Monday, January 22, 2024

As part of our ‘‘WEC Mondays-Guest Speaker Series’’ we hosted Dr. Roberta Boscolo, Climate and Energy leader at World Meteorological Organization (WMO).

In Dr. Boscolo’s presentation on ‘‘Climate change and its implications on the energy sector’’, Dr. Boscolo highlighted:



  • The year 2023 was the hottest year on record. In 2023, global average temperature was above 1°C in all 365 days, only 2 days where the global average temperature was above 2 °C, global average temperature was above 1.5 °C almost 50% of days in 2023. In comparison, global average temperature went above 1.5 °C for only 20% of days in 2016.


  • Global temperature change is caused by natural and man-made factors. However, the share of human activities seems to be the major cause of global warming. While, solar cycle and volcanic eruptions and other natural factors are cyclical and subject to natural variabilities, the greenhouse gas emissions have been rising at an alarmingly constant pace since the industrial revolution.


  • While the impact of climate change is global, greenhouse gas emissions on the other hand are not evenly distributed. 10% of the population are responsible for more than 40% of global greenhouse gas emissions, the ones who suffer the most are the vulnerable segment of the population with far less carbon footprint.


  • Ocean heat content and sea level rise both reached record highs in 2023. Since, ocean absorbs almost 90% of total excessive heat, the rate of sea level rise in the current decade is more than double from the first decade of the satellite record.


  • Subsequently, we observed extreme melt season for glaciers in Western North America and European Alps. For instance, in the summer of 2022, we saw 6% mass loss in ice volume in Switzerland, as of today over 10% of ice volumes of the glaciers are lost in Switzerland in the last two years alone. Western North America also recorded the highest glacier mass loss in 2023.


  • Water is at the frontline of climate change. Climate change is exacerbating both the water scarcity and water related hazards by disrupting precipitation patterns and the entire water cycle. Consequently, we are experiencing more extreme wildfires, droughts, and floods globally. 3.6 billion people are facing inadequate access to water at least one month a year, it is projected to increase to 5 billion by 2050.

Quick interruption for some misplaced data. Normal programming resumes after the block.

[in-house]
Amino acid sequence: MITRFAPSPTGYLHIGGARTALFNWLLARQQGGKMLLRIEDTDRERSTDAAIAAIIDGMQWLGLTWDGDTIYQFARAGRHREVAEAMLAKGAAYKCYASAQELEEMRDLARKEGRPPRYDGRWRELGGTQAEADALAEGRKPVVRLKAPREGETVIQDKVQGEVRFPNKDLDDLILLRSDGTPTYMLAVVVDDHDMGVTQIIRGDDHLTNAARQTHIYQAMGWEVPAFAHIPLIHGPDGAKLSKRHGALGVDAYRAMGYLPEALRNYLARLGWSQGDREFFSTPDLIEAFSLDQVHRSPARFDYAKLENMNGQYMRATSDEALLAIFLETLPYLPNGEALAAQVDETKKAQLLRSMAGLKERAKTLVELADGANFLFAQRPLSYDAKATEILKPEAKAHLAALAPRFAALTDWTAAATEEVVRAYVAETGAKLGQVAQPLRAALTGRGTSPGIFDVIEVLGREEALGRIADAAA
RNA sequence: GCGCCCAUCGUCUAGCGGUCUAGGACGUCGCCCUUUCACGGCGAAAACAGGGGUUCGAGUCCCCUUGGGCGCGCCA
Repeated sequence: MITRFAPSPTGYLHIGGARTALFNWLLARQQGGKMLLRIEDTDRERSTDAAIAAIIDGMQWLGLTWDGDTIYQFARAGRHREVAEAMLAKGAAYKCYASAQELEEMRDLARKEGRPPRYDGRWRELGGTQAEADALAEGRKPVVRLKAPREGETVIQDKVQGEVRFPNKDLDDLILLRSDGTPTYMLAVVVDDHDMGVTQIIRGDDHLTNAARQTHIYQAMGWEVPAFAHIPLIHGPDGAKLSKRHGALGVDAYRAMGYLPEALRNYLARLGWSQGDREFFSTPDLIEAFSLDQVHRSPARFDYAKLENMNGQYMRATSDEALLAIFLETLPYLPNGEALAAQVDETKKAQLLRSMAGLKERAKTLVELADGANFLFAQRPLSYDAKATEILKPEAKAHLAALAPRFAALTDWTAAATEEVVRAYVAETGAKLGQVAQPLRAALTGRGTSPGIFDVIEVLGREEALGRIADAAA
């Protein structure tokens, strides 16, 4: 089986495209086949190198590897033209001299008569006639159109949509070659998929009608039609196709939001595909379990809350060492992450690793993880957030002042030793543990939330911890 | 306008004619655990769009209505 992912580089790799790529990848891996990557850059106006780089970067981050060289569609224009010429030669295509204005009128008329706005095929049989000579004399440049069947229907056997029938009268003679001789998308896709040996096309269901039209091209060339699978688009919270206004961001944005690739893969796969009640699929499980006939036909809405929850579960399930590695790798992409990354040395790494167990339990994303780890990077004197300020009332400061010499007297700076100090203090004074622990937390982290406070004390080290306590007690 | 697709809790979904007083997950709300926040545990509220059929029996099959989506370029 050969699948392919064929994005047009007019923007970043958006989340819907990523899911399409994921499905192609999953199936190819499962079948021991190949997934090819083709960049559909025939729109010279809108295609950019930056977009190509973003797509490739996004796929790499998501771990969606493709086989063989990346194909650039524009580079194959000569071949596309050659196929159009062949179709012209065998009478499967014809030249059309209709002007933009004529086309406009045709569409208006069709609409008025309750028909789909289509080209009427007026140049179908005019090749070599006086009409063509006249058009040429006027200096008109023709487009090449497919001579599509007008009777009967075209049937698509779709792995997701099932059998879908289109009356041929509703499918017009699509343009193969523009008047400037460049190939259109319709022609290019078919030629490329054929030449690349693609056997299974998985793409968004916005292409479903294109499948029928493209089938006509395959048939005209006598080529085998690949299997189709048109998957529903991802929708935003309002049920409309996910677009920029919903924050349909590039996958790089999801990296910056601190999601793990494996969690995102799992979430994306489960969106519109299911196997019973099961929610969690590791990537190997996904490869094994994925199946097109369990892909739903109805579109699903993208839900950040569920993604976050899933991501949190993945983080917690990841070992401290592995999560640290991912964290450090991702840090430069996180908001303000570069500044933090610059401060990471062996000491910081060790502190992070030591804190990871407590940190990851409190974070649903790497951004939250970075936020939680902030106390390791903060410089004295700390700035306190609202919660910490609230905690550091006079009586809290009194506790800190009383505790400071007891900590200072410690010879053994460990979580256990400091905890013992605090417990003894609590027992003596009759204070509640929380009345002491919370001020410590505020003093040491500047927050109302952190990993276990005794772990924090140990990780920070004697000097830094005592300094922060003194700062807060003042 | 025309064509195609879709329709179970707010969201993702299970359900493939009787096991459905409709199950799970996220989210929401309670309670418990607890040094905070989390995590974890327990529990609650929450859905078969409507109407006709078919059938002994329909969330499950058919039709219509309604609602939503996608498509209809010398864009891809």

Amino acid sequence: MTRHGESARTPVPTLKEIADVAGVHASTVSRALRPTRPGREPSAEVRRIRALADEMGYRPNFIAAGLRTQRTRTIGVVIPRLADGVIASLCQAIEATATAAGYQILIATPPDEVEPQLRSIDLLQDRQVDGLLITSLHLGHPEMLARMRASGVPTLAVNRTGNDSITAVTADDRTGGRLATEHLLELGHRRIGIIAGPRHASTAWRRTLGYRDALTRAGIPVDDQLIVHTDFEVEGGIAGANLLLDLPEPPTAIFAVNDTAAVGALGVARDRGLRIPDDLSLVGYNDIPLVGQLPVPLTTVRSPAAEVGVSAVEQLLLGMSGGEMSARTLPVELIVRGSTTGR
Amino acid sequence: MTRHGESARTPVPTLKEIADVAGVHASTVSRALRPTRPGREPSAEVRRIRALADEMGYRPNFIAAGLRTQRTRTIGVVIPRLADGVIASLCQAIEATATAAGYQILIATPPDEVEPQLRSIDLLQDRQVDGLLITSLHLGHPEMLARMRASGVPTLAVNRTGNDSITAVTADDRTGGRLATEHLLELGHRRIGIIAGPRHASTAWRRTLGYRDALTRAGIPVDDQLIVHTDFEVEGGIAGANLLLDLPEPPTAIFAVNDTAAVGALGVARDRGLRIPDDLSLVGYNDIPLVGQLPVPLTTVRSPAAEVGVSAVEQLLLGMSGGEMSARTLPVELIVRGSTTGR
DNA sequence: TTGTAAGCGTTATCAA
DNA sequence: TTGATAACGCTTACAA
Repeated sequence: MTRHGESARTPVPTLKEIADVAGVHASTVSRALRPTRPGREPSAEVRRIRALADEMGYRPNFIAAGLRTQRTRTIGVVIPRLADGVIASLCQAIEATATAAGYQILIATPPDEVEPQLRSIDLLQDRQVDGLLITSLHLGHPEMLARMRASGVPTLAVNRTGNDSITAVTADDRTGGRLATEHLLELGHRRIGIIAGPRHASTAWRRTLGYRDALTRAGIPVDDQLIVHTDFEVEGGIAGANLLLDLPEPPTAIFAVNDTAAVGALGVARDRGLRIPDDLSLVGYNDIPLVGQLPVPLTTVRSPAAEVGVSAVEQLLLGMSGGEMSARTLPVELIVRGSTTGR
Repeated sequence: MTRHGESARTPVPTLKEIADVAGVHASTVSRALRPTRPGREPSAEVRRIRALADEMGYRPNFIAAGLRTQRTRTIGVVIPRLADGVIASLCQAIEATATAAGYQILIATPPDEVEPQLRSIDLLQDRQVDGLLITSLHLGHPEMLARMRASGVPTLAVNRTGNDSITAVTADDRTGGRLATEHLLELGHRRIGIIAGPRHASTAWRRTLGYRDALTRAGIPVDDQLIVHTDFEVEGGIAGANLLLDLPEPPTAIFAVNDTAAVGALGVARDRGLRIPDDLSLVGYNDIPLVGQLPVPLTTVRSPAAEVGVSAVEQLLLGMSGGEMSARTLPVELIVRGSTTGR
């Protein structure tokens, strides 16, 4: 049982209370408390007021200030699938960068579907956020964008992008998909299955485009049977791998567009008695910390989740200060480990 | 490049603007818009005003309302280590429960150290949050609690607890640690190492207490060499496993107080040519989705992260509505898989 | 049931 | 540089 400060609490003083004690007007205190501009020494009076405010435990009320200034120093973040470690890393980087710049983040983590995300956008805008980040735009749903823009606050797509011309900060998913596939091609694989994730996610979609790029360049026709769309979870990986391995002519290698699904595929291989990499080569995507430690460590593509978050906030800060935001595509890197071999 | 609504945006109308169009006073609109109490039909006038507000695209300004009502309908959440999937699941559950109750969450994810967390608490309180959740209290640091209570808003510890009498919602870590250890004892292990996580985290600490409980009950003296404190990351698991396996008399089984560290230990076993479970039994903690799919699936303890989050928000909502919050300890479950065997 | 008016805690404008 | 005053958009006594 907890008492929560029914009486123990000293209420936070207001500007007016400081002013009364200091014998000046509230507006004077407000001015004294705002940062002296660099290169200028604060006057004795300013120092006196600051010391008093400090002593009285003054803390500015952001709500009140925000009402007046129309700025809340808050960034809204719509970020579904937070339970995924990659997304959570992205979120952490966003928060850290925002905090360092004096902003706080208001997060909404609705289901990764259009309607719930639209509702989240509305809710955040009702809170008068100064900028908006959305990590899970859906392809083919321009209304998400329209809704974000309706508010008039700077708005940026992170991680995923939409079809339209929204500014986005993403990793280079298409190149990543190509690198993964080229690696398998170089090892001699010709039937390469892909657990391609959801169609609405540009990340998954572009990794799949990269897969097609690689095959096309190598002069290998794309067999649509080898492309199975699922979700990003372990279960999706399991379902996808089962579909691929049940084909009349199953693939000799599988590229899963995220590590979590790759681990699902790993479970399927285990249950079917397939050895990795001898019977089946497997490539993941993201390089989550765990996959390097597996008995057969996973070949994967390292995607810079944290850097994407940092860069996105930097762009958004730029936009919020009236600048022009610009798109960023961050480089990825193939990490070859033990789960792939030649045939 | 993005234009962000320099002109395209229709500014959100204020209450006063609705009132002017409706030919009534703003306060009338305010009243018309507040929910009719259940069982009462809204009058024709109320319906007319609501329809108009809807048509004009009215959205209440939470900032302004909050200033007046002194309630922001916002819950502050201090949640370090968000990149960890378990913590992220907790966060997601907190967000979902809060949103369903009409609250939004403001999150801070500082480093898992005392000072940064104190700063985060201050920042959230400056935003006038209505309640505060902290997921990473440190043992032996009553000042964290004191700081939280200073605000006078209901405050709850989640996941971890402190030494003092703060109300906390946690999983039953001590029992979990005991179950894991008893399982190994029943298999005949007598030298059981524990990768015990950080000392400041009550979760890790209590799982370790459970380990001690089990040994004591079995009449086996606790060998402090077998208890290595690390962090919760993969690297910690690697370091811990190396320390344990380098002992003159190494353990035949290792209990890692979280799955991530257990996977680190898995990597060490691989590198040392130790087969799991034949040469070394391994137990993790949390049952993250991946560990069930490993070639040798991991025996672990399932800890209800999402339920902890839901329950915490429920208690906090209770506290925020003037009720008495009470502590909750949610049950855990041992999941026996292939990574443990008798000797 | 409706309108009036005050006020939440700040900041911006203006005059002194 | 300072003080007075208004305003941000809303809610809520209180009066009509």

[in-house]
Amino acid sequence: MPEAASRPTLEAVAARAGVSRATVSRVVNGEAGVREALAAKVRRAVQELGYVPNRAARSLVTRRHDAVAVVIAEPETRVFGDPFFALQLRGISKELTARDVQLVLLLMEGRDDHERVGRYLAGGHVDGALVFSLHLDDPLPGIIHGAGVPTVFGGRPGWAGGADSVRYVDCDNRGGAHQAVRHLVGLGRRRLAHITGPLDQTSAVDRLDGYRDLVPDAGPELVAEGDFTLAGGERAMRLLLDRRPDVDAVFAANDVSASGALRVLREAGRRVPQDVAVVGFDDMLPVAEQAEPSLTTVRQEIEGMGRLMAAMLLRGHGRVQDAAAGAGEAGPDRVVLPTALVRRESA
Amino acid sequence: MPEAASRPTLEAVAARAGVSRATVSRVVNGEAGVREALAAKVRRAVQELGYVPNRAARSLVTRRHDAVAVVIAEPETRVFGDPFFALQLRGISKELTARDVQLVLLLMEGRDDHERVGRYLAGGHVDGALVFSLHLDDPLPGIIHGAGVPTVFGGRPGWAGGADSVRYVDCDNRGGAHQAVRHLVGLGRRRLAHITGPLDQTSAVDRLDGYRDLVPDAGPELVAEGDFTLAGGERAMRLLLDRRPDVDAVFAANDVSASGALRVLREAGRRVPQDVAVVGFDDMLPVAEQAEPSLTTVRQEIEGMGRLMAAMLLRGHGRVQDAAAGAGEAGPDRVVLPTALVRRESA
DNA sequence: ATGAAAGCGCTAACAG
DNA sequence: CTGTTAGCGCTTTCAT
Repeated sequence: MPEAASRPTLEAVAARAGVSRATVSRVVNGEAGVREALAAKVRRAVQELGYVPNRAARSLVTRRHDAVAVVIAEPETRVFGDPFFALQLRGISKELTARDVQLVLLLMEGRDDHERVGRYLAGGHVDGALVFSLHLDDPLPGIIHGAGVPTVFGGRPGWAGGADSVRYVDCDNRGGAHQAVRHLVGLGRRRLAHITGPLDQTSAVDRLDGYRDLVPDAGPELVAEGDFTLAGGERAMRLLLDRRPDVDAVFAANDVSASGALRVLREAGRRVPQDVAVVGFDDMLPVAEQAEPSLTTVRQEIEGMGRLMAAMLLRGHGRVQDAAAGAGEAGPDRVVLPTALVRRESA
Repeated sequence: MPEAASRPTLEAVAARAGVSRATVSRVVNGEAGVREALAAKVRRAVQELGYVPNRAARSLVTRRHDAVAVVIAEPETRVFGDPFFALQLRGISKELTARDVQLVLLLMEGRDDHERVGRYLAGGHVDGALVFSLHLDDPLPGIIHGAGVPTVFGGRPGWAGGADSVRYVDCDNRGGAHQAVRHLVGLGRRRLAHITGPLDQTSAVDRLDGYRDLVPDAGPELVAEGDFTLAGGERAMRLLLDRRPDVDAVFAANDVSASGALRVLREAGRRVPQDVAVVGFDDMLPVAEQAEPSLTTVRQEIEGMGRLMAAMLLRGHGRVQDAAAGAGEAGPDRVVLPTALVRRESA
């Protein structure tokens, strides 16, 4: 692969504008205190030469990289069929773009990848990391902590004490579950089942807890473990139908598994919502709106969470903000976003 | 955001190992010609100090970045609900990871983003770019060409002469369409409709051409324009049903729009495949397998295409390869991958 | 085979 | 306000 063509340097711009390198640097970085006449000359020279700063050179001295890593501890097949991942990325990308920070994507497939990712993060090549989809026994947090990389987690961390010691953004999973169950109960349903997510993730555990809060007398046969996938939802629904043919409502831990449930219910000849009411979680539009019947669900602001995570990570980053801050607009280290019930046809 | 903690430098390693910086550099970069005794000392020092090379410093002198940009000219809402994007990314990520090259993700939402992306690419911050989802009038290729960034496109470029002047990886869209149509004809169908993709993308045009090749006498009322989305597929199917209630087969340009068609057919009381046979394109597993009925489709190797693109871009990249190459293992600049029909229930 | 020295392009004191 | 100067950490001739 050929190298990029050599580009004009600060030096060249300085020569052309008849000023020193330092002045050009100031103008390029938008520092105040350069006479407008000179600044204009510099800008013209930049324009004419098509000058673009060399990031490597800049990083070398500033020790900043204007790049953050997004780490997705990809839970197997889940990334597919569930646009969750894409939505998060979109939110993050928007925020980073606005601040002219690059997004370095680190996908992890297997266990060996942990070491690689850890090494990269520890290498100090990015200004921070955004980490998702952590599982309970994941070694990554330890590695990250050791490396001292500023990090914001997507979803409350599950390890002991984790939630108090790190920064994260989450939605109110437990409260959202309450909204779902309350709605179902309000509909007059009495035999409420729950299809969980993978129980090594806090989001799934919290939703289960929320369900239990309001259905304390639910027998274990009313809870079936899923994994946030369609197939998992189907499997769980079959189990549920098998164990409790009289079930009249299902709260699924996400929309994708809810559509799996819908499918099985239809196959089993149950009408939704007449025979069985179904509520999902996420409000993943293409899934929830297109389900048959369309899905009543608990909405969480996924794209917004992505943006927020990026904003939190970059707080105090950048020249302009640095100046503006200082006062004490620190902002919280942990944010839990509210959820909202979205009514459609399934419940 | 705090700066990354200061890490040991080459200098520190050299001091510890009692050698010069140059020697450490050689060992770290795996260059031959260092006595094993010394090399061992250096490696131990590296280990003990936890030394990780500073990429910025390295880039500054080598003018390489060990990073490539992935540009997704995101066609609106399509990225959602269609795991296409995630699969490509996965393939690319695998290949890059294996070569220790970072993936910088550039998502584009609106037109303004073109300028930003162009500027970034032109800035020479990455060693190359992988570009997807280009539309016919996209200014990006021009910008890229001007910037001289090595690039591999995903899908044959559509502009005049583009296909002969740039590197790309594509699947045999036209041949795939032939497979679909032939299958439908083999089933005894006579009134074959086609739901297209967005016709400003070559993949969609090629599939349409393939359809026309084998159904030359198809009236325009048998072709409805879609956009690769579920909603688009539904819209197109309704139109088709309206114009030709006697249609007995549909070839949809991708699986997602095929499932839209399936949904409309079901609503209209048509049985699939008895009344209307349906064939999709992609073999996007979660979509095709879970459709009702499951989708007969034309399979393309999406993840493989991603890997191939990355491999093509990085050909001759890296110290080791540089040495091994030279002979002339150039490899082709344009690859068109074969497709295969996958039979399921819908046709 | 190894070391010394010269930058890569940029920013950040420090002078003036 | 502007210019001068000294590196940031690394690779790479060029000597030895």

• The frequency and intensity of global disasters are on the rise due to global warming. Climate change will continue to exacerbate the already existing socio-economic problems that we face today, such as poverty, inequalities, population displacement, food security.


  • Future emissions will determine the level of changes. Compared to 1850-1900, global surface temperature averaged over 2081-2100 is very likely to be higher by 1.0 °C to 1.8 °C under the very low GHG emission scenario. As a result, we should expect more extreme climate events and be prepared for them.


  • The energy sector is not immune to the impacts of climate change. Specifically, extreme weather puts energy infrastructures in grave hazards. Moreover, output from low-carbon energy sources such as hydro, thermal, and nuclear power will suffer the most from the impacts of climate change due to their dependence on water.


  • The energy sector is going through a dramatic transformation. In 2022, renewable capacity grew by almost 10%, representing more than 80% of the total net capacity expansion. As a result, many countries are able to decouple their economic growth with greenhouse gas emissions. In COP28, a historic agreement was signed to triple renewable energy capacity and double energy efficiency by 2030.


  • The atmosphere has no boundaries. The impacts of climate change are signaling for international cooperation in political, technological, and socio-economic landscape.














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